When it comes to villanizing professional athletes, Boston sports fans have that role down to a science. Their memories of Bucky Dent's home run, David Tyree's catch and Magic Johnson's hook shot, just to name a few, are long-lasting.
Over the years, the Pittsburgh Penguins have provided a few names on the list of Boston's sports villains.
The first name that pops up on that list is Ulf Samuelsson, whose dirty check to the knee of Cam Neely in the 1991 Wales Conference Finals hampered his playing career. While the current Bruins President did play five more seasons, including the 1993-94 campaign where he scored 50 goals in 49 games, his knee problems - in addition to his hip condition - forced him to retire after the 1995-96 season.
Nineteen years after Samuelsson, Matt Cooke added his name to the list of Boston's hockey villains when he delivered a dirty elbow to the head of Marc Savard. Due to his severe concussion, a once promising career for Savard never came to fruition. Savard has not played since January of 2011 when another severe concussion knocked him out seemingly for good.
Fast forward to March of 2013. Prior to their tilt with the Montreal Canadiens, Bruins GM Peter Chiarelli believed, after a call from Flames GM Jay Feaster, that his team were the winners of the Jarome Iginla sweepstakes. The B's would have shipped Matt Bartkowski, Alex Khoklachev and a first round pick to Calgary, but an eleventh hour deal between the Flames and Penguins sent Iginla (who had a no-movement clause) to Pittsburgh in exchange for prospects Kenneth Agostino, Ben Hanowski and the Pens' first round pick in 2013.
Eventually, the Bruins wound up acquiring former Penguin Jaromir Jagr from the Dallas Stars in exchange for Cody Payne, Lane MacDermid and a 2013 first round pick - as a result of the B's reaching the Eastern Conference Finals. But the cold shoulder Iginla gave is still fresh in the heart of many Bostonians.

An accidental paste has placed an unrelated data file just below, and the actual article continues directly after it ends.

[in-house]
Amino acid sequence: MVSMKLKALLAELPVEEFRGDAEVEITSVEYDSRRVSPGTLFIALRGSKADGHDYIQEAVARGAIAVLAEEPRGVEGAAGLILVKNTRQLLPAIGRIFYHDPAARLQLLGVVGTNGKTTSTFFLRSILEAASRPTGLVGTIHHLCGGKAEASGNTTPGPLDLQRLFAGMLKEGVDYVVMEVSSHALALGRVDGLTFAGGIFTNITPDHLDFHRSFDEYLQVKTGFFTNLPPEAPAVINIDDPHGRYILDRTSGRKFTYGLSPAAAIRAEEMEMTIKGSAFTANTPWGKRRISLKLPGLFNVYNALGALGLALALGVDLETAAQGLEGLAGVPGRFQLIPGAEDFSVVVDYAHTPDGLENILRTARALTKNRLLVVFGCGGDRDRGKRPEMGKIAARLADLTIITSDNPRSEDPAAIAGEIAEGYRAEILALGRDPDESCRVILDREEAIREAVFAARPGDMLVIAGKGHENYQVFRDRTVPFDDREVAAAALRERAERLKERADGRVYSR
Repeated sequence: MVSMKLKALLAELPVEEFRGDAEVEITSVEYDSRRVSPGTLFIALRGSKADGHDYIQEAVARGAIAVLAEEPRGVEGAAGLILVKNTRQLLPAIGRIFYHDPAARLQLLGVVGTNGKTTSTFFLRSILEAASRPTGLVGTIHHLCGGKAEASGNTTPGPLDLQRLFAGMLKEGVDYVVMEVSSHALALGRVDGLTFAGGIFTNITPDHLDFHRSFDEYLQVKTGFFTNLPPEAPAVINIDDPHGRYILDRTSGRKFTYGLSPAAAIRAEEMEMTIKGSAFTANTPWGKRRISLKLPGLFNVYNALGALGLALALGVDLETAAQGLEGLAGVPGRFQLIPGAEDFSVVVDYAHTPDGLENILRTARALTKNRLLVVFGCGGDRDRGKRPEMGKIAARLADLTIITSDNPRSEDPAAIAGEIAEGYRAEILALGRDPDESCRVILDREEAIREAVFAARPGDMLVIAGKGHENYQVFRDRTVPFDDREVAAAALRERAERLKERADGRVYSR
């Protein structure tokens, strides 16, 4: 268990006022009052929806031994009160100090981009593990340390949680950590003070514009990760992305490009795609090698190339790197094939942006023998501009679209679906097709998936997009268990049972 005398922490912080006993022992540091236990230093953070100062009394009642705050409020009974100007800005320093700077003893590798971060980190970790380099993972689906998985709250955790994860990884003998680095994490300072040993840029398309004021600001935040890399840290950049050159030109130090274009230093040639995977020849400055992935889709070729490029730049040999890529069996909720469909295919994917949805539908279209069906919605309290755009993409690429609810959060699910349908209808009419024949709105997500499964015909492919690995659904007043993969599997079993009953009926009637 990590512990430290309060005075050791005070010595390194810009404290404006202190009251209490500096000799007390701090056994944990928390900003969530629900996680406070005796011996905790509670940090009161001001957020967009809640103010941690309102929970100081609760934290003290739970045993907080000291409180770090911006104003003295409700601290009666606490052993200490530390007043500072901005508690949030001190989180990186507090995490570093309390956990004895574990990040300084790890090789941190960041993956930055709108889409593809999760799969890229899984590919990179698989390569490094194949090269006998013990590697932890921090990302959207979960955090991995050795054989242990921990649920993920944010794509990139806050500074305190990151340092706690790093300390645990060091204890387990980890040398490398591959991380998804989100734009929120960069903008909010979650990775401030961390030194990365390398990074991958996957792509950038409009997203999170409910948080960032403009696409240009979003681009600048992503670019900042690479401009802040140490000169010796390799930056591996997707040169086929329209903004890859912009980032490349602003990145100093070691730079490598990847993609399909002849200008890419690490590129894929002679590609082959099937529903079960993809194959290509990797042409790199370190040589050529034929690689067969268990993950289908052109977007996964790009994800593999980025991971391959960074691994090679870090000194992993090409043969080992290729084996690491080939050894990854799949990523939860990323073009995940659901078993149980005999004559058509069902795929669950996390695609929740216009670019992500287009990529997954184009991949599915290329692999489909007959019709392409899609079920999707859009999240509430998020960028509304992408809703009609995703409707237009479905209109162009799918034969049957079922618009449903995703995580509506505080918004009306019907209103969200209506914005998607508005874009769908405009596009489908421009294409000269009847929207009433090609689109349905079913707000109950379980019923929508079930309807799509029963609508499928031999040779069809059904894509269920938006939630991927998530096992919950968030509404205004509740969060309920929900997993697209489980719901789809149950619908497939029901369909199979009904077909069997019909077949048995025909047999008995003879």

The Black and Gold are faring well without Iginla (and I hear that Bartkowski is also fitting in nicely on Boston's blue-line). But when the Bruins and Penguins take the ice this week in Game 1, the Iginla storyline needs to take a backseat.
This isn't to say that Iginla, and for that matter Cooke, will get their share of boos every time they touch the puck at the TD Garden. This isn't to say that Bruins fans should forgive and forget, either.
But the focus should be on the task in hand. And that task is trying to dethrone the top team in the East in order to reach the Stanley Cup Finals for the second time in three seasons.
Both Chiarelli and head coach Claude Julien echoed that sentiment after the Bruins' five-game series victory over the New York Rangers.
"I always thought you had to go through them to get to where we want to go at some point," Chiarelli said. "It's been well documented, the Iginla stuff and the Jagr stuff, so we're happy with who we got."
"I would say that our moving to the Stanley Cup Finals is way more important than that situation," Julien said about the Iginla saga. "That's where our focus has to be."
The best revenge isn't getting back at any one individual. The Bruins learned that the hard way in 2010 when Cooke and company came to the TD Garden a couple of weeks after the Savard incident, and three years later in Iginla's first appearance since "the trade".
The best revenge is on the scoreboard.
The author is solely responsible for the content.